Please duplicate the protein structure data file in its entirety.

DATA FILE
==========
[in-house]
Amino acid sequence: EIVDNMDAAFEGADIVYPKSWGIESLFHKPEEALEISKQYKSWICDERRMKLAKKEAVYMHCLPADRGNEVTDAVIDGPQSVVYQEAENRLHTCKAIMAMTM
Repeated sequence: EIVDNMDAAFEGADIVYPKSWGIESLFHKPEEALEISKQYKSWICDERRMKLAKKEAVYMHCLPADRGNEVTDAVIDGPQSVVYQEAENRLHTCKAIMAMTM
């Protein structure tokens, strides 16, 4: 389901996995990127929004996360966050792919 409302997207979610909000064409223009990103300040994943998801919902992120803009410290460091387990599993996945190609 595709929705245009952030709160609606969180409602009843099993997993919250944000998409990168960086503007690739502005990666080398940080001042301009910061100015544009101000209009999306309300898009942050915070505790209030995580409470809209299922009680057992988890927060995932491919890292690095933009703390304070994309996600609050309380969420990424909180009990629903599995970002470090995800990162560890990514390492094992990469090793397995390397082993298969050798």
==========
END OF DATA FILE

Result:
[in-house]
Amino acid sequence: EIVDNMDAAFEGADIVYPKSWGIESLFHKPEEALEISKQYKSWICDERRMKLAKKEAVYMHCLPADRGNEVTDAVIDGPQSVVYQEAENRLHTCKAIMAMTM
Repeated sequence: EIVDNMDAAFEGADIVYPKSWGIESLFHKPEEALEISKQYKSWICDERRMKLAKKEAVYMHCLPADRGNEVTDAVIDGPQSVVYQEAENRLHTCKAIMAMTM
């Protein structure tokens, strides 16, 4: 389901996995990127929004996360966050792919 409302997207979610909000064409223009990103300040994943998801919902992120803009410290460091387990599993996945190609 595709929705245009952030709160609606969180409602009843099993997993919250944000998409990168960086503007690739502005990666080398940080001042301009910061100015544009101000209009999306309300898009942050915070505790209030995580409470809209299922009680057992988890927060995932491919890292690095933009703390304070994309996600609050309380969420990424909180009990629903599995970002470090995800990162560890990514390492094992990469090793397995390397082993298969050798």